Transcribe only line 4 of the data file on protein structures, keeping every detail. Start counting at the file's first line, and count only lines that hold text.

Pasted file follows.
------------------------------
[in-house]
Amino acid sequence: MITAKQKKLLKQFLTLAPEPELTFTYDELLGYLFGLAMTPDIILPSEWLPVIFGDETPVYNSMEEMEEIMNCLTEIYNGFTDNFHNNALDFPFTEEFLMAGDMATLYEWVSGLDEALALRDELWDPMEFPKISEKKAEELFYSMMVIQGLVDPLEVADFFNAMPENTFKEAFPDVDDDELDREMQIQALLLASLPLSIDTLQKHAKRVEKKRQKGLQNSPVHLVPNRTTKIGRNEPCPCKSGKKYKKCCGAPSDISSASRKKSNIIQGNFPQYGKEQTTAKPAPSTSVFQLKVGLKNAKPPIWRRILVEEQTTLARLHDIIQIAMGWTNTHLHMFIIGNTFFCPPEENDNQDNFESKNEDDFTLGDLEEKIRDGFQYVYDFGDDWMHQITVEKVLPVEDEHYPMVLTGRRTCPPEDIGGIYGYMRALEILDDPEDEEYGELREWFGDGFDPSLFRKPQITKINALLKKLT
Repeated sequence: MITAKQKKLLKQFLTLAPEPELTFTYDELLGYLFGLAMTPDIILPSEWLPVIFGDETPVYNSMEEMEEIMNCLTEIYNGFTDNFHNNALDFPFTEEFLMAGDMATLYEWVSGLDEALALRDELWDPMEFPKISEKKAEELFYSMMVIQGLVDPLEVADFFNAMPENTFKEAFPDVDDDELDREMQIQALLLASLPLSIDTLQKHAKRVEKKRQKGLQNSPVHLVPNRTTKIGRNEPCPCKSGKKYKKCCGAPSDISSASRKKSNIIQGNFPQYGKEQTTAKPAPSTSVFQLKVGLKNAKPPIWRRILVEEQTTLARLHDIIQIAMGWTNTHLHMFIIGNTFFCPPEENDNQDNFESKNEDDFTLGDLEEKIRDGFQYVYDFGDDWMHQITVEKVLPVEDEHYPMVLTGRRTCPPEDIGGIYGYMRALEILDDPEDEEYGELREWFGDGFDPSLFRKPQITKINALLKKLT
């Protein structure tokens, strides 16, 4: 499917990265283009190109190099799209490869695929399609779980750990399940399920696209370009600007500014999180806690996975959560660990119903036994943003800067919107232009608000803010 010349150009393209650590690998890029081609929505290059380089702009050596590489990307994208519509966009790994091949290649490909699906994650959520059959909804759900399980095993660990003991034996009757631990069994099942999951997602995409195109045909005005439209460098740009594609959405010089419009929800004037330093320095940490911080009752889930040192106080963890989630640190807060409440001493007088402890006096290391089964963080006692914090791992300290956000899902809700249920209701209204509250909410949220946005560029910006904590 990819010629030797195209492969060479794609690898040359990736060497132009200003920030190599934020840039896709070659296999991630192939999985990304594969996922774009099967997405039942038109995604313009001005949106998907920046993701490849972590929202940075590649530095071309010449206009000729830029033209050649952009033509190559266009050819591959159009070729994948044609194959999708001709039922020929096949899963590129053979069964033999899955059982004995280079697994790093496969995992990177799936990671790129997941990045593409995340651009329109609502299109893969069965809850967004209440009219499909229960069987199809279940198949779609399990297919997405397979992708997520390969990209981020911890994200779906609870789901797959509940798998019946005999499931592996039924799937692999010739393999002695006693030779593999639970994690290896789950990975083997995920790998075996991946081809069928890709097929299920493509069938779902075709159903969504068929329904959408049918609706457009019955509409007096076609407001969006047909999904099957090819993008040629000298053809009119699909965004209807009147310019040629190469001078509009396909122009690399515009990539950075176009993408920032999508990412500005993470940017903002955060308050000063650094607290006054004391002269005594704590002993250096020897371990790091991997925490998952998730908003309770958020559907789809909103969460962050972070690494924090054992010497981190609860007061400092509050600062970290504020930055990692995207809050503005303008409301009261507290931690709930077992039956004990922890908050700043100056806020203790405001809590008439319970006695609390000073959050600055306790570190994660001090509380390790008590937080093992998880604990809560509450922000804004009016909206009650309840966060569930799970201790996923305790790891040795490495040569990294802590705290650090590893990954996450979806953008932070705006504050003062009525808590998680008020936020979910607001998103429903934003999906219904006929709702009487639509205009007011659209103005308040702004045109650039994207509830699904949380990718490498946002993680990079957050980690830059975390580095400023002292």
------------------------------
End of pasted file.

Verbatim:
């Protein structure tokens, strides 16, 4: 499917990265283009190109190099799209490869695929399609779980750990399940399920696209370009600007500014999180806690996975959560660990119903036994943003800067919107232009608000803010 010349150009393209650590690998890029081609929505290059380089702009050596590489990307994208519509966009790994091949290649490909699906994650959520059959909804759900399980095993660990003991034996009757631990069994099942999951997602995409195109045909005005439209460098740009594609959405010089419009929800004037330093320095940490911080009752889930040192106080963890989630640190807060409440001493007088402890006096290391089964963080006692914090791992300290956000899902809700249920209701209204509250909410949220946005560029910006904590 990819010629030797195209492969060479794609690898040359990736060497132009200003920030190599934020840039896709070659296999991630192939999985990304594969996922774009099967997405039942038109995604313009001005949106998907920046993701490849972590929202940075590649530095071309010449206009000729830029033209050649952009033509190559266009050819591959159009070729994948044609194959999708001709039922020929096949899963590129053979069964033999899955059982004995280079697994790093496969995992990177799936990671790129997941990045593409995340651009329109609502299109893969069965809850967004209440009219499909229960069987199809279940198949779609399990297919997405397979992708997520390969990209981020911890994200779906609870789901797959509940798998019946005999499931592996039924799937692999010739393999002695006693030779593999639970994690290896789950990975083997995920790998075996991946081809069928890709097929299920493509069938779902075709159903969504068929329904959408049918609706457009019955509409007096076609407001969006047909999904099957090819993008040629000298053809009119699909965004209807009147310019040629190469001078509009396909122009690399515009990539950075176009993408920032999508990412500005993470940017903002955060308050000063650094607290006054004391002269005594704590002993250096020897371990790091991997925490998952998730908003309770958020559907789809909103969460962050972070690494924090054992010497981190609860007061400092509050600062970290504020930055990692995207809050503005303008409301009261507290931690709930077992039956004990922890908050700043100056806020203790405001809590008439319970006695609390000073959050600055306790570190994660001090509380390790008590937080093992998880604990809560509450922000804004009016909206009650309840966060569930799970201790996923305790790891040795490495040569990294802590705290650090590893990954996450979806953008932070705006504050003062009525808590998680008020936020979910607001998103429903934003999906219904006929709702009487639509205009007011659209103005308040702004045109650039994207509830699904949380990718490498946002993680990079957050980690830059975390580095400023002292």